Solar Eclipse Expeditions 2002, 2003 & 2005
In late 2002, I was given the opportunity to travel as an eclipse specialist and guide to the southern skies with a group of American and British eclipse chasers around Australia. South Australia was to experience a total eclipse of the sun where the moon passes between the earth and the sun blocking a narrow path of light from the sun. This area is known as the umbra and is the desired location to be to view the eclipse in all its spectacular glory. Our viewing site was located approximately in the area of Mount Hopeless a spot so named by the explorer Edward John Eyre after his fruitless search for an inland sea. The total solar eclipse commenced at approximately 6:43pm South Australian local time and went total at around 7:42pm local time. The path of totality stretched from the coastal town of Ceduna in South Australia across to Lyndhurst and ended near Cameron's Corner when the sun began to set below the horizon. Below are a selection of pictures taken of the eclipse and of the expedition by a number of different photographers. Please be patient as these pictures may take a while to download.
Please click on thumbnails below to see full sized pictures.
This sunset sequence was taken at Lyndhurst by Larry Shore.
Mike 'the Guru' O'Leary projecting eclipse image on van using his 25cm reflecting telescope at Purple Downs, SA.
In this series the diamond ring before totality and totality were taken by Howard Duncan and the diamond ring after totality was taken by Susan Walker.
British visitor Alan Gard exams one of the telescopes at the Old Sydney Observatory in New South Wales.
Shot of totality taken from Roxby Downs South Australia by Neil Bittner.
Gail (from South Australia) and Susan (from California) pose for a snapshot during a lunch stop during the 5 hour drive from Arkaroola in the Northern Flinders Ranges in South Australia, to the viewing site near Mount Hopeless.
Dionne Warrington standing by Mike 'the Guru' O'Leary's eclipse projection.
Astronomical Society of South Australia members preparing to leave Arkaroola for the trip to Mount Hopeless.
Aris 'Moses' Moustakas, Dr Victor Gostin and Paul 'Starman' Curnow during lunch break near Mount Hopeless.
A vast array of photographic and viewing equipment is set up near Mount Hopeless in anticipation of the eclipse.
More equipment at Mount Hopeless at the ready in anticipation for the eclipse.
Shot of eclipse taken from Mount Hopeless by Steve Blum shortly away from reaching totality.
Image of astronomers viewing eclipse low on horizon near Mount Hopeless captured by Robert Strutz.
Some of the boys posing in front of one of two main buses ferrying people to the eclipse viewing site near Mount Hopeless in South Australia.
Partially eclipsed sun setting on the horizon near Mount Hopeless in South Australia.
Geologist Professor Ian Plimer (Melbourne University) and Paul Curnow (Adelaide Planetarium) celebrate in the Northern Territory with Uluru (Ayers Rock) in the background after the 2002 solar eclipse.
Eclipse chasers enjoying an outback dinner near Uluru (Ayers Rock) a couple of days after the eclipse.
Solar Eclipse 2003
Clear skies prevailing, most of Australia, New Zealand and the
southern tip of South America were able to view a partial solar eclipse the
morning of the 24th of November. If you go by the Universal Time Clock, the
eclipse was on the 23rd of
To see the total solar eclipse you had to be in or near Antarctica. There were several expeditions to view and photograph this eclipse: a Russian icebreaker, which left two weeks earlier from Cape Town, South Africa; a Russian Ilyushin 76TD cargo plane that also departed from Cape Town and landed on the ice; a chartered LAN Chile Airbus A340 jet out of Punta Arenas, Chile; and a chartered Qantas Boeing 747-400 out of Melbourne, Australia.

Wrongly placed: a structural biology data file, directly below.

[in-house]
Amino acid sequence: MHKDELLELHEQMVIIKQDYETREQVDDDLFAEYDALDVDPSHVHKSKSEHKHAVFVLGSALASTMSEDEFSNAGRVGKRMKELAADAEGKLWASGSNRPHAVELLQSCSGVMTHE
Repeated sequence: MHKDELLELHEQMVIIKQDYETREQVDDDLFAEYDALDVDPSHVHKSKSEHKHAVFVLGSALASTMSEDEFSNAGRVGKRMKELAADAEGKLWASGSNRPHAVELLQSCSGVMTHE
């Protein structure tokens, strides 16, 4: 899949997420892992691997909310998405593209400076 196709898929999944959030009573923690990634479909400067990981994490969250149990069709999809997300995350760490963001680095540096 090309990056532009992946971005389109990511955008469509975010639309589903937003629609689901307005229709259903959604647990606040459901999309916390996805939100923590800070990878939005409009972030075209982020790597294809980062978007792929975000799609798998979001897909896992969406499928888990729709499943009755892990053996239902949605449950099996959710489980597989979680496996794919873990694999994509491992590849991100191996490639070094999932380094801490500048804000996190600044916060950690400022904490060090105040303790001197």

The following photographs are from the Qantas flight.
Image #835 was photographed from seat 65B straight out clean windows at 9:45 Local Time 24/11/03 (22:45 UTC 23/11/03). The moon completely covered the sun's photosphere. The sun's corona was very pronounced and brilliant white with very dark, clear skies. This photo was taken approximately 1 minute into the eclipse. On the ground, the duration of totality was up to 1m 57secs. From our vantage point of 35,000 ft. and flying at Mach 0.87, totality lasted 2m 30secs.
#848 shows the sun beginning to overtake the moon. This
"Diamond Ring" was absolutely dazzling to the eye and looks like one!
In image #850, the lunar surface appears more spherical. All photos were taken using a hand-held digital SLR Canon 10D with a 300mm lens, image stabilization and manual focus.[1/60 F5.6 ISO400]
Image #852 is within split seconds from the previous photo. It was the most beautiful diamond ring I had ever seen. The corona is still very visible on the opposing side.
In image #854, the sun's photosphere was so bright that I could no longer look through the view lens. I kept releasing the shutter hoping I got this picture.
map is courtesy of Fred Espenak and Jay Anderson, NASA.
Qantas Flight 2901 location was: 60° 59'S 93° 01'E
A special thanks to Captain John Dennis and crew of QF2901 - Glenn Schneider
of Steward Observatory, University of Arizona who calculated the flight plan -
Phil Asker and staff of Croydon Travel responsible for chartering the Qantas
Boeing 747-400 - Susan Walker in seat 65C and Jim Blanksby in seat 65A who
shared his window - Paul Curnow, fellow eclipse chaser, for providing this
Howard Anton Duncan
Oceanside, California (December 2003)
Another shot taken from the Qantas Boeing 747-400 by Professor Jay Pasachoff the Director of Hopkins Observatory. http://www.williams.edu/Astronomy/jpasachoff/ or http://www.williams.edu/astronomy/
2005 solar eclipse photos
Also visit: "Eclipses by the rules"
Back to HOME PAGE
Last updated 10th of February 2006